Roger Bacon takes us back to thirteenth-century Europe, to the early years of the great universities, where learning was spiced with the danger of mob violence and a terrifyingly repressive religious censorship.
Roger Bacon, a humble and devout English friar, seems an unlikely figure to challenge the orthodoxy of his day – yet this unworldly man risked his life to establish the basis for true scientific knowledge.
Born around 1220, Bacon was passionately interested in the natural world and how things worked. Banned from writing on such dangerous topics by his Order, it was only when a new Pope proved sympathetic that he began compiling his encyclopaedia of knowledge, on everything from optics to alchemy - the synopsis took him a year and ran to 800,000 words, but he was never to complete the work itself. Sadly, the enlightened Pope died before he could read Bacon's remarkable work, and Bacon was tried as a magician and incarcerated for ten years.
Legend transformed Bacon into a sorcerer, ‘Doctor Mirabilis’, yet he taught that all magic was fraudulent, based on human ability to deceive, and we can recognise today that his books were the first flowering of the scientific knowledge that would transform our world. He advanced the understanding of optics, he demanded a new calendar that prefigured the Gregorian reform, made geographical breakthroughs later used by Columbus, predicted everything from horseless carriages to the telescope, and stressed the importance of mathematics to science, a significance that would not be recognized for 400 years.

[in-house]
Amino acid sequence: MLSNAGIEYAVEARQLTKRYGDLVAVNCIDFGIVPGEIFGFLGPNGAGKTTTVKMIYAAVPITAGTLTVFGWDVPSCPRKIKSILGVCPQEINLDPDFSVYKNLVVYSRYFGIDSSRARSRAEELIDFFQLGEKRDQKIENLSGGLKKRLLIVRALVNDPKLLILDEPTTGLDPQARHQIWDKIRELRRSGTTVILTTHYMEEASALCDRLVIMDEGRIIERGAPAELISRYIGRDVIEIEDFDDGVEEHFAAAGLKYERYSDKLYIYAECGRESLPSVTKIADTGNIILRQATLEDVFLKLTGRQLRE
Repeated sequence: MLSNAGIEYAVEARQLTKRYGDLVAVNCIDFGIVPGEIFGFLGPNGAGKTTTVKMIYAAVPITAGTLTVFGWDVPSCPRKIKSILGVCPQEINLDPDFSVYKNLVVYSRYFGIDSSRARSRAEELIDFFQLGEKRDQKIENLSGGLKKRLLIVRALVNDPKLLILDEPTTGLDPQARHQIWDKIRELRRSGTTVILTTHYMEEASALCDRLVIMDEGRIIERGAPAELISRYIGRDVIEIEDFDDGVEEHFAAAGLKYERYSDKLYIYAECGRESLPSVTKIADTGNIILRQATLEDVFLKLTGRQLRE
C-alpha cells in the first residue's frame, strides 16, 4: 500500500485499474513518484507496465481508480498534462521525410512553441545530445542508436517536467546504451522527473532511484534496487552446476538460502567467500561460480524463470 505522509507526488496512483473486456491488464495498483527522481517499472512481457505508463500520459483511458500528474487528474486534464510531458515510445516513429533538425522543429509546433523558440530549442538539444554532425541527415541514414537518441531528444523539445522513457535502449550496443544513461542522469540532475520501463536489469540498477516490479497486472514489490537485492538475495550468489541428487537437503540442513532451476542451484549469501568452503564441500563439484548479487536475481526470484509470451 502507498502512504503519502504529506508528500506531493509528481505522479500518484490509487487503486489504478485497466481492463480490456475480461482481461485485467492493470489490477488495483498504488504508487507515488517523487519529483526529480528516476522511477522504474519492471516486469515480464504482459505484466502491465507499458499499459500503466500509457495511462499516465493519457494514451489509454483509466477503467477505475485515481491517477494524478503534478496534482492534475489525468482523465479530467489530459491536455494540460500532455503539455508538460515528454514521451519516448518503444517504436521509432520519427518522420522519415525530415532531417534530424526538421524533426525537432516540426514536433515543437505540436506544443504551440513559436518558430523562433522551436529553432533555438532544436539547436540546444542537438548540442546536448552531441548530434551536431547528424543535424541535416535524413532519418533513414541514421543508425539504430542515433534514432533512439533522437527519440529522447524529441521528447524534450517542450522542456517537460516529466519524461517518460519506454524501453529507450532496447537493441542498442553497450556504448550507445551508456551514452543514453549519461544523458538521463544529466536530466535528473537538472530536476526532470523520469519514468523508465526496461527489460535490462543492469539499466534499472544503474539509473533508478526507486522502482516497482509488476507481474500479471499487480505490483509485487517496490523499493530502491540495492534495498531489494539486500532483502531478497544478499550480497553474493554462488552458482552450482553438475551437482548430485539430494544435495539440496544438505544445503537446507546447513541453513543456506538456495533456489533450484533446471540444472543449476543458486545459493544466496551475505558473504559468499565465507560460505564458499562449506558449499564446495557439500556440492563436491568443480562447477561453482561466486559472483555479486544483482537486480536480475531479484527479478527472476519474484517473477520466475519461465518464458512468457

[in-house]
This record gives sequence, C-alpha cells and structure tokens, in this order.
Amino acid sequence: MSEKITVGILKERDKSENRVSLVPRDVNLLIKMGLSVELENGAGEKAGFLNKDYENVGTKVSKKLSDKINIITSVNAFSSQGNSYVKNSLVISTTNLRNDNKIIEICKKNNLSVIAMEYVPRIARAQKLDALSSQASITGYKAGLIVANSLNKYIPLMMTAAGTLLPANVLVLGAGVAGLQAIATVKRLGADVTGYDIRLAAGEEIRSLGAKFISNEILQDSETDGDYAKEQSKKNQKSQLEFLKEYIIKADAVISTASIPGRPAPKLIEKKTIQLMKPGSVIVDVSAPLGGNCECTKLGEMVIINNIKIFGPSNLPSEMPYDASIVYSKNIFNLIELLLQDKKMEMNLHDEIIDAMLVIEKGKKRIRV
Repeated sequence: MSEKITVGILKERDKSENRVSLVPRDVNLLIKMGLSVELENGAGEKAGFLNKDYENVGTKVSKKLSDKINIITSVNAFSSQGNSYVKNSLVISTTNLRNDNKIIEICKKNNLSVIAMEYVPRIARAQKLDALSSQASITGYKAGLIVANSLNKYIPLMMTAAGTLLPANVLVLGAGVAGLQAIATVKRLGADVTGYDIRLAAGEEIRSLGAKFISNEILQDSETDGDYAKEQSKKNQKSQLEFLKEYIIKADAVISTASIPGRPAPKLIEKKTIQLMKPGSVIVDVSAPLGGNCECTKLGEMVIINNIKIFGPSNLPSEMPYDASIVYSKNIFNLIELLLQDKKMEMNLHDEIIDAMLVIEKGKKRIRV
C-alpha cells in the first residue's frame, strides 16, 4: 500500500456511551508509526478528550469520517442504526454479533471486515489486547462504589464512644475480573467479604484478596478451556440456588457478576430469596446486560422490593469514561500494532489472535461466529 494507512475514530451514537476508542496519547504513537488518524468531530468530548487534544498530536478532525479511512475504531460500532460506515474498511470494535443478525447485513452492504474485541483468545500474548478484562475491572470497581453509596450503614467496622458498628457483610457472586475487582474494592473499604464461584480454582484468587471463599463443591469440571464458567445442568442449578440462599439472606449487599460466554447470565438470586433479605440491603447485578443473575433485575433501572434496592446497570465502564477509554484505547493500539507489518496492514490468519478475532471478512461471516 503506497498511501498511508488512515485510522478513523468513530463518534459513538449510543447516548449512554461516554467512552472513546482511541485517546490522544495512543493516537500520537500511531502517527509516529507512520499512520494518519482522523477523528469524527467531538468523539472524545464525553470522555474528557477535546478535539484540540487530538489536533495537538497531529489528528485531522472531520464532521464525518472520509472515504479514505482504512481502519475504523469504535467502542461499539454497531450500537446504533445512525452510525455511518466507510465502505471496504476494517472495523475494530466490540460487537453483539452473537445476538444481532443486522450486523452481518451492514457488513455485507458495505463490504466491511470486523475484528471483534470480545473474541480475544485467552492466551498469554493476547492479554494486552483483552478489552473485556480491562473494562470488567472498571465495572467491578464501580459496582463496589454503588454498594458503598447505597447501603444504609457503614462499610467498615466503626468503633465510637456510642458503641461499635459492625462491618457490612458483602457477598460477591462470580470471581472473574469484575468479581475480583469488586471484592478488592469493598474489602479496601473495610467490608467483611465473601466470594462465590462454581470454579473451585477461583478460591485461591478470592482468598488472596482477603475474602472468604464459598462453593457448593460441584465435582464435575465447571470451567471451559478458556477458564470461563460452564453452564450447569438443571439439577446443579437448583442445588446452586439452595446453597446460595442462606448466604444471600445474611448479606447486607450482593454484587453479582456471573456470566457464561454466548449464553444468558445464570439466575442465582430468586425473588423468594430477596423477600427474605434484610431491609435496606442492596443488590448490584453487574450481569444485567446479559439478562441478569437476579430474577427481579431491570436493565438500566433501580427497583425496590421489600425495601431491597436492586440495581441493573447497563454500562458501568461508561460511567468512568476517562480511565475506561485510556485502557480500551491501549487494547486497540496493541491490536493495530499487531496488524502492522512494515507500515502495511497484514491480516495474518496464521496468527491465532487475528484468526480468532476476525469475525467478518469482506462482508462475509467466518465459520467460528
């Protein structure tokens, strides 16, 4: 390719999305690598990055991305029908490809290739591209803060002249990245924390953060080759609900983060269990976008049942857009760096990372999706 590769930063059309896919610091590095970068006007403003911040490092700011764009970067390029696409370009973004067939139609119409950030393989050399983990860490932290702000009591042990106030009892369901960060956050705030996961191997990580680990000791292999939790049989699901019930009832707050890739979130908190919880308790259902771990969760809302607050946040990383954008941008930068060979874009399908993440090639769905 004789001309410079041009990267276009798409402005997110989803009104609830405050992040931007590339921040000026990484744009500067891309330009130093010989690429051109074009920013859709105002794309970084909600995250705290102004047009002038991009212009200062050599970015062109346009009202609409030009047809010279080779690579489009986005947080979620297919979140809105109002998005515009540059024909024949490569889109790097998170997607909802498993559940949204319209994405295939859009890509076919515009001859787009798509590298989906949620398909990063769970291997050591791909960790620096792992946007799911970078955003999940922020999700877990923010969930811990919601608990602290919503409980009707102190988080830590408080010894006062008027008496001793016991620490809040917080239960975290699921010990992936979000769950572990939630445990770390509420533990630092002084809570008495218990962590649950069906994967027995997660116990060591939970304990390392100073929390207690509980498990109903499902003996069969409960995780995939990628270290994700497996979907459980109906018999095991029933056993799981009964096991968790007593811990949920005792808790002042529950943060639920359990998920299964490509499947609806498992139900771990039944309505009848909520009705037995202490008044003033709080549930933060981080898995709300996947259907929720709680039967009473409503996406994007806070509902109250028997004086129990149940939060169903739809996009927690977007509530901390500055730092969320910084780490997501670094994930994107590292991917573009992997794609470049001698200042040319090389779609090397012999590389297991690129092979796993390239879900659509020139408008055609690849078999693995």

Roger Bacon was a polymath, prepared to think beyond the doctrine of the time, despite being constrained by the by the all pervading influence of religious dogma... The author’s talent for giving the reader an almost tangible feeling for the atmosphere of 13th Century Europe in general and of England in particular was marvellous – I found it fascinating - Professor Heinz Wolff, founder of the Brunel Institute for Bioengineering and presenter of science-based TV programmes from Great Experiments Which Changed the World to the Great Egg Race.
When science and Bacon occur in the same sentence, the Bacon meant is usually Francis ... Clegg's enthralling book launches Roger Bacon's re-revival. Ray Olson, American Library Association
In providing a readable short account of Bacon's life in the historical context of his time, Mr Clegg has performed a valuable service. The Sunday Telegraph
There is a strong case for Bacon to be given long-merited due... Clegg writes about the medieval world and Bacon's investigations into optics and mathematics with a contemporary liveliness that keeps the story moving. New Scientist
Brian Clegg uncovers the realities of life in a medieval university and friary... both a fascinating biography and a picture of the age. Education on the Internet
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